The BMW X5 eDrive is a plug-in hybrid electric SUV scheduled for release in the coming year or two. It is a beauty of a vehicle with a target fuel economy average (gas + electric) of 62 mpg (3.8 liters per 100 kilometers), about 18 miles of electric range, and able to do 0-60 in under 7 seconds.
An auto blogger at Motor Trend, Michael Febbo, who had already tested out the conventional BMW X5 recently had the chance to test out an X5 eDrive prototype. He wrote that he wasn’t expecting any other X5 to have better internals than the conventional one, but changed his mind after testing out the X5 eDrive.
“The diesel has mounds of torque along with great fuel economy — great for a big three-row SUV, anyway — and I just couldn’t imagine what more you could want…. I recently traveled to the South of France to drive the new plug-in hybrid version of the X5, the X5 eDrive prototype, and I am now convinced the diesel shouldn’t be the only version built.”
I’m excerpting a handful of statements from Michael about the X5 eDrive that I think are particularly useful and interesting. Check them out:
Torque is awesome:
“Coming off of low-speed turns, the electric motor provides instantaneous thrust — like a cracking of the throttle bodies on a big naturally aspirated V-8. There is zero turbo lag and the transition from the motor’s torquey sweet spot to full boost in the engine’s midrange is imperceptible.”
“The X5 is quick off the line and punchy at lower speeds using only the electric motor. Commuting around town would be easily accomplished using nothing but power from the battery.”
Cornering no different than with non-electric X5:
“I would like to say the hybrid X5 felt considerably different in corners than standard SUVs, but if there is any extra weight, I didn’t notice it. Perhaps the better balance offsets it, or maybe the engineers are telling the truth and the weight difference is miniscule.”
Silence is beautiful, too:
“In a hybrid, there is also a different idea about the driving experience. While I love the sound of a big V-8, there is something very elegant in silence and seamless power delivery lacking shifting. Being able to take in the sounds of your surroundings instead of covering them with exhaust notes is very different, but I could get accustomed to it.”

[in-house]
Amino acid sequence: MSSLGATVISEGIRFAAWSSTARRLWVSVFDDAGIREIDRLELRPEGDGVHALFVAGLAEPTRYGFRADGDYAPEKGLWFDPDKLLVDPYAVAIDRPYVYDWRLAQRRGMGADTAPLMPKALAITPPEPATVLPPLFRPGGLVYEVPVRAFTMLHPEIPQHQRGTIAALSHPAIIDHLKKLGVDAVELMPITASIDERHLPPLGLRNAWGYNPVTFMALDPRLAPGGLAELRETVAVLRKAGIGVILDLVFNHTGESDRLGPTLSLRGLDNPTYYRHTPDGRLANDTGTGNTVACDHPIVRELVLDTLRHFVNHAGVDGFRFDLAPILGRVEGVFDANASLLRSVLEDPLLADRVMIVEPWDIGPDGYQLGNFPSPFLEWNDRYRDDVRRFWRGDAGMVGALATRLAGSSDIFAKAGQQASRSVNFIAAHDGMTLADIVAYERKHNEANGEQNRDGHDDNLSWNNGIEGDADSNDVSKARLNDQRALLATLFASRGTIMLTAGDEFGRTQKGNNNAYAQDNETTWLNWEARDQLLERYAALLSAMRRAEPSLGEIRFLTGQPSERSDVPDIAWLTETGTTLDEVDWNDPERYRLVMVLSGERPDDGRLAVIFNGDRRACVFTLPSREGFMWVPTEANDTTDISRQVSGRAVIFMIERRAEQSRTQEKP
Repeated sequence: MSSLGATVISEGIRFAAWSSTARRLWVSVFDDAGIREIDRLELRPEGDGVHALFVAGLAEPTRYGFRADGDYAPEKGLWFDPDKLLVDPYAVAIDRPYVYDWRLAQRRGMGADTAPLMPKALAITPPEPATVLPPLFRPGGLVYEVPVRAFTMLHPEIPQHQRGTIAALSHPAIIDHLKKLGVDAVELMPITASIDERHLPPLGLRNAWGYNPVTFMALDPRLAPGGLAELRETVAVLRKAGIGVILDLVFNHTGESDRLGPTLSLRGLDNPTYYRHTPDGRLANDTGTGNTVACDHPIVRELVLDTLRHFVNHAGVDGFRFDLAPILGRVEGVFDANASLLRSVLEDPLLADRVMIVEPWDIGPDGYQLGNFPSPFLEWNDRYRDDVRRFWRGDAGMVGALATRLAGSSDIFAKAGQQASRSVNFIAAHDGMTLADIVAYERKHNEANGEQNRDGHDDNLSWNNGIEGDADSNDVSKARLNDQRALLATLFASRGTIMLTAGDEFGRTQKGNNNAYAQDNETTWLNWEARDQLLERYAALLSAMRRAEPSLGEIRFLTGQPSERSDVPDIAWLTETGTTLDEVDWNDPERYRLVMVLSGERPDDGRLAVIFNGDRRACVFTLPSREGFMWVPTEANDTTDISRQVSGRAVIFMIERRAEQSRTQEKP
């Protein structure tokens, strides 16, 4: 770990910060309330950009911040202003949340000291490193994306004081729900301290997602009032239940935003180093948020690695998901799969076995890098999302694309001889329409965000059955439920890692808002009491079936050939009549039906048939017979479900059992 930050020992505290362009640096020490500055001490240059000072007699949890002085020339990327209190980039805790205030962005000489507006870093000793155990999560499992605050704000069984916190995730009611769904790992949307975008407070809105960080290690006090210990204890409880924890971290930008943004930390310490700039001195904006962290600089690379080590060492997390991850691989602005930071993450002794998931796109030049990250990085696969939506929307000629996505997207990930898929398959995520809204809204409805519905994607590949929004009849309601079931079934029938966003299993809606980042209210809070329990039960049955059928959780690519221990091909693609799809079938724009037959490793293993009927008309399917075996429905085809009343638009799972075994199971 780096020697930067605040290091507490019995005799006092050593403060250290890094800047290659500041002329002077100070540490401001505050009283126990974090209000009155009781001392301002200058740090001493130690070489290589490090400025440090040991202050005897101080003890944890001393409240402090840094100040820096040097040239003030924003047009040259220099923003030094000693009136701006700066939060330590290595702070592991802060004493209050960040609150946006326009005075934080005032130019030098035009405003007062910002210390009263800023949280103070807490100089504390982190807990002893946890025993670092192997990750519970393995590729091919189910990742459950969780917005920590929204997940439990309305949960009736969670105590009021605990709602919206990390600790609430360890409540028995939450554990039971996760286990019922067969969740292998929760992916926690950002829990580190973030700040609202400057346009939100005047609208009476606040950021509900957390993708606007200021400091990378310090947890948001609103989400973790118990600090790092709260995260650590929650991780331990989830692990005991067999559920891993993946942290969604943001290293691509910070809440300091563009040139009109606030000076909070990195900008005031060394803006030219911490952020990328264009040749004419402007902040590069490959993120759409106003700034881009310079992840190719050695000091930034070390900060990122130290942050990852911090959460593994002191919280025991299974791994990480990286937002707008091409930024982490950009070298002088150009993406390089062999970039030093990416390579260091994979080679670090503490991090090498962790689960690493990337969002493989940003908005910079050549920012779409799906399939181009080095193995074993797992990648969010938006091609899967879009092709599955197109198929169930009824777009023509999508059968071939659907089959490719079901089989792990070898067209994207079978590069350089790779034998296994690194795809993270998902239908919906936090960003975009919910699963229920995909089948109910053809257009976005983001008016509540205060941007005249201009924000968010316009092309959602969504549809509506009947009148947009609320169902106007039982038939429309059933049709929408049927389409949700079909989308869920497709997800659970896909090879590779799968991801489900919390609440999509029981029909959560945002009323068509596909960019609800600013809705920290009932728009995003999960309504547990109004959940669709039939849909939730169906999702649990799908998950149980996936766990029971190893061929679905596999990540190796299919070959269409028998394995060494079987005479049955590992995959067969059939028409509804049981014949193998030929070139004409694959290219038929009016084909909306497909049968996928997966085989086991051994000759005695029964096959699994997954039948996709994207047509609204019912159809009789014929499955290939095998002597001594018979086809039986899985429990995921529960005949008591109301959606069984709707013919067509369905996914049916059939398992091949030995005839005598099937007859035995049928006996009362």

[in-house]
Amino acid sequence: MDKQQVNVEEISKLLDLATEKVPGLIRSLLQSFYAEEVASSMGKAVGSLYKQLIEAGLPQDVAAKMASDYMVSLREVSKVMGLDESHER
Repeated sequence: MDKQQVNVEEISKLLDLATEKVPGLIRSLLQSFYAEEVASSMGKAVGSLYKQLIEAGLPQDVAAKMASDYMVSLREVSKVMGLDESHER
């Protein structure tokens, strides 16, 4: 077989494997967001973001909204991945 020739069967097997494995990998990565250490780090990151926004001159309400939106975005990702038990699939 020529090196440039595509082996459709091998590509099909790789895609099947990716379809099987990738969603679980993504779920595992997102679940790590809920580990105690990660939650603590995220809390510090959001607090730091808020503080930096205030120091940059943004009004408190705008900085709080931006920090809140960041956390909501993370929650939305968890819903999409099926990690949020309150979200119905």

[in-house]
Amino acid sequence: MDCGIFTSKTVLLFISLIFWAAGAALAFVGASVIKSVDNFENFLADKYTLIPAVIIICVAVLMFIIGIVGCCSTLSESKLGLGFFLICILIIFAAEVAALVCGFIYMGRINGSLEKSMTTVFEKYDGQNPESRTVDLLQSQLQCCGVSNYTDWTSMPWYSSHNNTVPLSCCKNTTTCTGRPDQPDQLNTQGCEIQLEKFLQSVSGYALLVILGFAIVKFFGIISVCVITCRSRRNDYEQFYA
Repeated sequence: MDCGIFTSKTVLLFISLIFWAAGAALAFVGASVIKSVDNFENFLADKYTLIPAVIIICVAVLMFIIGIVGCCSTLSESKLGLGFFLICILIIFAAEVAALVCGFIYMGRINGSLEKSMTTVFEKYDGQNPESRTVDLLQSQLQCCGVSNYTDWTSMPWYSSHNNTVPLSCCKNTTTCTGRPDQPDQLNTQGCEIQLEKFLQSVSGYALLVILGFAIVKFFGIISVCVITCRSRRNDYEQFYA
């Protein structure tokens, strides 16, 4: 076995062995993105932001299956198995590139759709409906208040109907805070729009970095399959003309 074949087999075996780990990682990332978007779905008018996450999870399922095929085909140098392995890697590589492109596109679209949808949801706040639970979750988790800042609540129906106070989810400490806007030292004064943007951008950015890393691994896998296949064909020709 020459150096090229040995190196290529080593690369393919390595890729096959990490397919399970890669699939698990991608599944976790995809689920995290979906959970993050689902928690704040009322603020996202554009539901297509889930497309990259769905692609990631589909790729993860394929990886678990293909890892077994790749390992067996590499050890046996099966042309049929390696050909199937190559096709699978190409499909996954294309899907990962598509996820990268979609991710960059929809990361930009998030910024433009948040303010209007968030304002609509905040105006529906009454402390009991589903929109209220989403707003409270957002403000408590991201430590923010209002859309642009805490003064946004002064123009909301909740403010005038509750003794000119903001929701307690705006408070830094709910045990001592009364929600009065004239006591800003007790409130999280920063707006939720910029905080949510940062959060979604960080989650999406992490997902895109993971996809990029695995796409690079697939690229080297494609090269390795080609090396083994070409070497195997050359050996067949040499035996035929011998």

“There are other unexpected luxuries in a plug-in hybrid. One is being able to precondition your car on hot or cold days. With an app on your phone you can tell it when you want to leave, and when you get to your vehicle it is exactly as comfy as you would like, all powered off the wall socket. If you have the same routine every day, you’d just set the car to be ready every weekday at whatever time you leave. It’s like telling Jeeves to ‘ready the car.'”
I’m not sure why this wasn’t discussed by the Motor Trend blogger, but the X5 eDrive is also supposed to have some wicked intelligent driving features. The vehicle will adjust to the upcoming terrain, urban environment, or traffic is sense; it can help you to avoid collisions; it pays attention to your driving habits and shows you how you can drive more efficiently; and more.
Genuinely electric option for many drivers:
“BMW tells us that more than 30 percent of all X5 owners have commutes of less than 18 miles, which would mean those lucky drivers will be driving what is essentially an electric car on a daily basis.”
“A production version of the X5 eDrive plug-in hybrid certainly makes a lot of sense to me. From a driving standpoint, it’s a winning proposition.”
So, there it is. I think that’s the first review of the X5 eDrive (prototype) that I’ve seen. Looks pretty good. And that’s from a conventional auto blogger.